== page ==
VIP offers a diverse and dynamic curriculum geared toward individual student success. The classroom experience helps each student maximize his or her potential for independence. VIP focuses on the acquisition of social, independent living, and vocational skills. Students participate in the courses below, in addition to participation in internships in their designated vocational areas.
Students are supported in the program by a job coach, vocational counselor, academic advisor, social counselor, financial advisor, and if needed, an independent living skills coach. Students in the Vocational program traditionally do not take college courses for credit.
- During freshman year (spring semester only, 3 hours/week—45 hours for the semester), students take classes that help them adjust to the collegiate experience, such as college study skills and managing a personal budget, along with core courses in health, social psychology, computers, and current events. Classwork and homework have an experiential focus. Students do much of their learning outside the classroom as part of the larger NYIT community, with field trips to surrounding areas of historically, culturally, and environmentally rich Long Island and New York City. VIP freshmen use class time to explore different avenues of independence in conjunction with their vocational training, as instructors help them discover and maximize their personal strengths. Each student is provided with personalized academic advisement, as well as access to a computer lab study hall for additional support.
- During their sophomore year (8 hours/week—120 hours a semester or 240 hours a year), VIP students build on the growth they experienced as freshmen. Having identified a vocational area of interest, their classroom experiences continue to help them develop the skills essential to succeed in that area. VIP courses are fully integrated with the college social environment, helping students develop group cooperation and communication skills. VIP students team up to tackle large projects such as organizing and running a college fair or publishing a newsletter. Sophomore students also hone specific communications skills within classes designed particularly for that purpose. All classes are taught in a technology-rich environment, with computers, Smart Boards, and digital video all used as tools that foster learning.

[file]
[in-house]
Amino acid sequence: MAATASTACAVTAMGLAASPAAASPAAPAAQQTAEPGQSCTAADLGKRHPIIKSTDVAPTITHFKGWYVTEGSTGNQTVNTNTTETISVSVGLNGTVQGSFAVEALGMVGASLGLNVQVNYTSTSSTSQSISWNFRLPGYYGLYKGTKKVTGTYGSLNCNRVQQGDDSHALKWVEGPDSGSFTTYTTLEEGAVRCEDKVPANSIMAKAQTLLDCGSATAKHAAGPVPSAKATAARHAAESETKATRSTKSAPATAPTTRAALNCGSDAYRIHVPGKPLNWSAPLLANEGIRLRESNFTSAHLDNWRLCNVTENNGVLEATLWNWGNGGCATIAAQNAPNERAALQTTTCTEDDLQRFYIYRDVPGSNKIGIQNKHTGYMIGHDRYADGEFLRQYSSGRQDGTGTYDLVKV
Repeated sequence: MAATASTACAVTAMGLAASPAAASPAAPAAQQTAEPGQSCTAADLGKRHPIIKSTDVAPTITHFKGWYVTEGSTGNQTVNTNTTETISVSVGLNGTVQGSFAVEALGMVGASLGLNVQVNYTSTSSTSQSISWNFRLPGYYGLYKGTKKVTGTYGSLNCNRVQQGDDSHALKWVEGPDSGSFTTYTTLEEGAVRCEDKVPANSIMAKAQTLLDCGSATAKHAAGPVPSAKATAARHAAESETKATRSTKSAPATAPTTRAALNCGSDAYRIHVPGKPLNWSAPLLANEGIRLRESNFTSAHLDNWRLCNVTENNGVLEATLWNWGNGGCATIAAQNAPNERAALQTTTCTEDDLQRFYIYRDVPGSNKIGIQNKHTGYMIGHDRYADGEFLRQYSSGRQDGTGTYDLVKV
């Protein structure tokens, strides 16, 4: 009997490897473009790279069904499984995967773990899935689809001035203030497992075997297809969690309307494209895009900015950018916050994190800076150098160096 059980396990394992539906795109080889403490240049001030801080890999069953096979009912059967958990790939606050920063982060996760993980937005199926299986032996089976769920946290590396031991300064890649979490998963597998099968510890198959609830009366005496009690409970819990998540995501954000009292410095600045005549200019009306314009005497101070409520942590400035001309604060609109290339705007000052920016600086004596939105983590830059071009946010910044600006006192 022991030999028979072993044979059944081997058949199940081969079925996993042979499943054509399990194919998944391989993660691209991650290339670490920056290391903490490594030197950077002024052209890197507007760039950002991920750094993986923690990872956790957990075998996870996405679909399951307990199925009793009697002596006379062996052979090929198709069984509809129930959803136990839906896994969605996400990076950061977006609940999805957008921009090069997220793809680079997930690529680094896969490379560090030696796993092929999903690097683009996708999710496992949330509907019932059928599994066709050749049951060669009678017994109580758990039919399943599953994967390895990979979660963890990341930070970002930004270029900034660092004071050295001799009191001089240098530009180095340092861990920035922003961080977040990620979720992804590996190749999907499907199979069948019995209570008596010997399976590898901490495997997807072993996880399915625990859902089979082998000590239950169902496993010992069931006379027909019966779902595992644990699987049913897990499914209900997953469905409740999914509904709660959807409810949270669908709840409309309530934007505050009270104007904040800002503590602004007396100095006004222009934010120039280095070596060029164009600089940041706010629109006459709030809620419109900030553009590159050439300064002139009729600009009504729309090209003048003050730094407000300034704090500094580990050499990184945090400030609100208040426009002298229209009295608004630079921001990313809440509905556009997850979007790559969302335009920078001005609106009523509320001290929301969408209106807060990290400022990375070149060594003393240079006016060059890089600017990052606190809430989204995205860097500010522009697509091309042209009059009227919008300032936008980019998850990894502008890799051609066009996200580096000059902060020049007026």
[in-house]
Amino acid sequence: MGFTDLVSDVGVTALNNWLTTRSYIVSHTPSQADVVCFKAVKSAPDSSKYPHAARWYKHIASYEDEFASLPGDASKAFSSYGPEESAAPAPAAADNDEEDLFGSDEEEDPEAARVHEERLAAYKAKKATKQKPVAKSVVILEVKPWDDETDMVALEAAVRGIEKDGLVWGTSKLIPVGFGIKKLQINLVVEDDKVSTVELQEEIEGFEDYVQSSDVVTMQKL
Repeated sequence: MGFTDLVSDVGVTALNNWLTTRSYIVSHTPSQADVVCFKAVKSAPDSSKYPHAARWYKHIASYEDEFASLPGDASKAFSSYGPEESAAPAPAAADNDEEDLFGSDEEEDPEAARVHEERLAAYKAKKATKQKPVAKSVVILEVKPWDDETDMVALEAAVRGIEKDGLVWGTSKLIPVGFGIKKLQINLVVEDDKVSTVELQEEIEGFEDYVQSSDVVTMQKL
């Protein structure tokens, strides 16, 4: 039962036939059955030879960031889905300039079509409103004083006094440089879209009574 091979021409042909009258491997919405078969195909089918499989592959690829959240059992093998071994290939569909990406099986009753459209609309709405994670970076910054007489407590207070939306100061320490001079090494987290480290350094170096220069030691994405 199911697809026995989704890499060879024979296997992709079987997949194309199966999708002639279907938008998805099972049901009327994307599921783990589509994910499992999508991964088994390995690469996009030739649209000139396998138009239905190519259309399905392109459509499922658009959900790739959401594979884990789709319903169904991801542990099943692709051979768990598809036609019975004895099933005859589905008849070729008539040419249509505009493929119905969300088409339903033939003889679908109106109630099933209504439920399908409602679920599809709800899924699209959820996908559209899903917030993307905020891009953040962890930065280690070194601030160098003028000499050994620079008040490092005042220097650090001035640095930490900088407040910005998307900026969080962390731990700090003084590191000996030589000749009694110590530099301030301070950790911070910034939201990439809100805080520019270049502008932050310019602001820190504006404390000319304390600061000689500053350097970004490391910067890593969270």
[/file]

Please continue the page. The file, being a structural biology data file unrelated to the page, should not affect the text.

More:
During the junior year (15 hours/week x 30 weeks—450 hours a year), the VIP curriculum focuses on living independently. Food and nutrition, budgeting, and apartment living are all key topics.The last portion of spring semester is spent entirely in hands-on workshops geared toward specific topics that our students will face when they are ready to be fully independent. From interview techniques to dressing for success, students have the opportunity to dry-run many of the challenges they will face, all with the support and guidance of advisors. In all cases, students move at their own pace and with ample feedback from faculty and staff members who are intimately involved with their progress.
- Advanced Communication I and II
- Social Psychology I and II
- Cooperative Education (choice of Office Skills, Food Service, Hospitality, Retail, Child Recreation/Day Care, Facilities Management, Electronic Recycling)
- Introduction to Employment
- Employment Strategies
- Employment Readiness
- Health/Human Sexuality
- Executive Functioning I, II, and III
- Fitness Electives
- Travel Training I and II
- Food/Cooking and Nutrition
- Freshmen Academic Lab
- Sophomore Business Lab
- Apartment Living
- Budgeting and Banking I and II
- Financial Planning